Intaglio rings: A History of Gemstone Engraving


front view Roman gold finger ring with eagle intaglio, circa 3rd   4th century AD.
Roman gold finger ring with eagle intaglio, circa 3rd - 4th century AD.
Ref: 19296

Monday 10th February 2014

The engraving of gemstones was a major luxury art form in the ancient world, and has been revered throughout history. From as far back as 5000BC right up to the 19th century such objects were among the most highly prized in a wide variety of cultures.

The origin of the engraved signet-stone can be traced right back to the Sumerian period in Mesopotamia. Seals were used in the Ancient Near East from about 3400BC for over three thousand years, however initially only relatively soft stones were used. Due to the soft nature of the material a precise, detailed image could not be produced on such a small scale. Therefore new technologies were required to carve harder, more durable materials.

Even right back at this time gemstones were prized above all other possessions and this led to a high perfection in the art of gem-cutting. These materials would have been immensely difficult to carve and engrave in such detail with the tools and materials available at the time. Therefore the engraved gemstone must have been a valued and treasured possession belonging to someone of immense importance and wealth.

The classical history of gem-engraving in Europe is known to begin in the second quarter of the sixth century BC, as this is when new materials and techniques became available to the Greek artist. The new techniques were those required to work the harder stones, mainly the use of a cutting wheel and drill, probably driven by a bow, where before figures had been cut or gouged free-hand in the soft stone. Techniques were passed down to the Romans, and the use of drills and wheel technology soon enabled the processing of harder gemstones and facilitated the production of more demanding images. A finely carved seal was practical, as it made forgery more difficult. This was of utmost importance in Roman society as a seal stone often mounted in a ring was used only by its owner to validate serious legal documents.

The materials used for Roman intaglios differed little from the earlier Hellenistic period, with a great variety of coloured translucent stones coming from the East and Egypt including garnets, carnelian and amethyst. These gemstones were cut by using abrasive powder from harder materials. Emery has been mined for this purpose on the Greek island of Naxos for well over two thousand years until recent times. It largely consists of the mineral corundum, mixed with other minerals such as spinel and also rutile.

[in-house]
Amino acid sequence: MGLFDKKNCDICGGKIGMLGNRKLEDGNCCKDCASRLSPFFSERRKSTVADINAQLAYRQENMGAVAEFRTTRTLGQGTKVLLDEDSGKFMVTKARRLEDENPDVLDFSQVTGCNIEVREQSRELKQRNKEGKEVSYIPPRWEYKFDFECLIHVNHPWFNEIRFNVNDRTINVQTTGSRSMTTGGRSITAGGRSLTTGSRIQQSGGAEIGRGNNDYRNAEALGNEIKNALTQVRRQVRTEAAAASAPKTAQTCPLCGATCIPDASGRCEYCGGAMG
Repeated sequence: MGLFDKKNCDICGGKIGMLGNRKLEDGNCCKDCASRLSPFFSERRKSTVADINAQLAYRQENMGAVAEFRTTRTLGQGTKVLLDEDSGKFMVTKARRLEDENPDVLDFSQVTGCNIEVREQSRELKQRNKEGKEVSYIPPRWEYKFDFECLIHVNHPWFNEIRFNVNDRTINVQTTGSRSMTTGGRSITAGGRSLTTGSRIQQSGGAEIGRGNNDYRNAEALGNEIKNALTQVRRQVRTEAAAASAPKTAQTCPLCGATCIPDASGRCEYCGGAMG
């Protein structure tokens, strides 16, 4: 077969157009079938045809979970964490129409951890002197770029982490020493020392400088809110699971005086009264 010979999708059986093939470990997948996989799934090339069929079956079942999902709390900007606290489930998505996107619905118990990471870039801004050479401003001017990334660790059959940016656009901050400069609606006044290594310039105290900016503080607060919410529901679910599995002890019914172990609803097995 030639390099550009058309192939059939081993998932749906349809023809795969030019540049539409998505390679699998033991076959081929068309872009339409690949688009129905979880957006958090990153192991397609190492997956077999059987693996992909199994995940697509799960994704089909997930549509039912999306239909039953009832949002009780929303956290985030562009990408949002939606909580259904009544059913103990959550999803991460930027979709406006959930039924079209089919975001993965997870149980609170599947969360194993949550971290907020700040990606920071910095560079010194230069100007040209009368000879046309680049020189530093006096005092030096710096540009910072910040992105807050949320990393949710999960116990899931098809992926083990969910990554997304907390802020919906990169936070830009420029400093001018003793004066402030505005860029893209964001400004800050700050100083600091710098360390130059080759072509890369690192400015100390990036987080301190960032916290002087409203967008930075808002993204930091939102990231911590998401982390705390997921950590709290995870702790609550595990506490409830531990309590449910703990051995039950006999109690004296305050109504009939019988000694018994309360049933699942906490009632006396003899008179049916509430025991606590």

The highly specialised art of gem engraving was slowly lost during the later centuries of the Roman Empire, however there were major revivals of interest in engraved gems in Europe during the Byzantine era, the Middle Ages, the Renaissance, and again in the 18th and 19th centuries. A revival of the art of gem engraving began in 15th century Italy, where so many gems were being unearthed from Roman sites. These discoveries, which coincided with contemporary admiration for classical culture, inspired the emergence of a new school of gem engravers. The skills that had been lost for centuries were consequently studied and re-learned due to this renewed interest and the art was revived.

During the Neo-classical revival of the 18th century, connoisseurs avidly collected engraved gems of the ancient periods, along with copies by the most skilled engravers of the time. Through their collections, noted travellers and ‘dilettanti’ could confirm their elevated social status and display intellectual refinement and elegant taste. In this period ancient gems were regularly copied, and by 1800 there were flourishing studios working for royal or notable collectors in Italy, France, Germany and England. Laurentius Natter, a gem engraver of the 18th century, wrote ‘A treatise on the ancient method of engraving, compared with the modern’ in 1754. In this essay he describes the lathe and iron tools he used for engraving.

Natter explains that the size of the tools used gradually decrease from that of a large pea to the point of a fine needle, to be used in finer work. ‘One puts on the head of the tool some diamond powder moistened with philosopher-oil, which is the most thinnest and fixest than other oils. Then turning the great wheel with the foot, the stone (which is cemented with mastic to the end of a little stick) is applied to the tool to be engraved, the figure having been first drawn on it with the point of brass or diamond.’ This description is very similar to the tools and techniques that were used by the Romans almost 1000 years earlier.

The art of engraving gems was one of the prime arts of antiquity, with a tradition that continues through history. Due to the unique qualities of the gemstones together with the skill involved in cutting these materials, intaglios have remained greatly prized and collected.

We have a range of intaglio rings in our collection, many dating back as far as the first and second century AD at the very height of their popularity and status. Many of these are carved with gods and goddesses carrying a symbolic meaning or depict a scene telling a story. The amount of detail in these is extraordinary and they make a wonderful piece of history to treasure and enjoy.

front view Ancient Roman sardonyx goose intaglio ring, circa 2nd 4th  century AD. berganza hatton garden
Ancient Roman sardonyx goose intaglio ring, circa 2nd-4th century AD.
Ref: 21724
front view Ancient Roman ring mercury berganza hatton garden
Ancient Roman jasper signet ring of Mercury, 1st to 2nd century AD.
Ref: 15827
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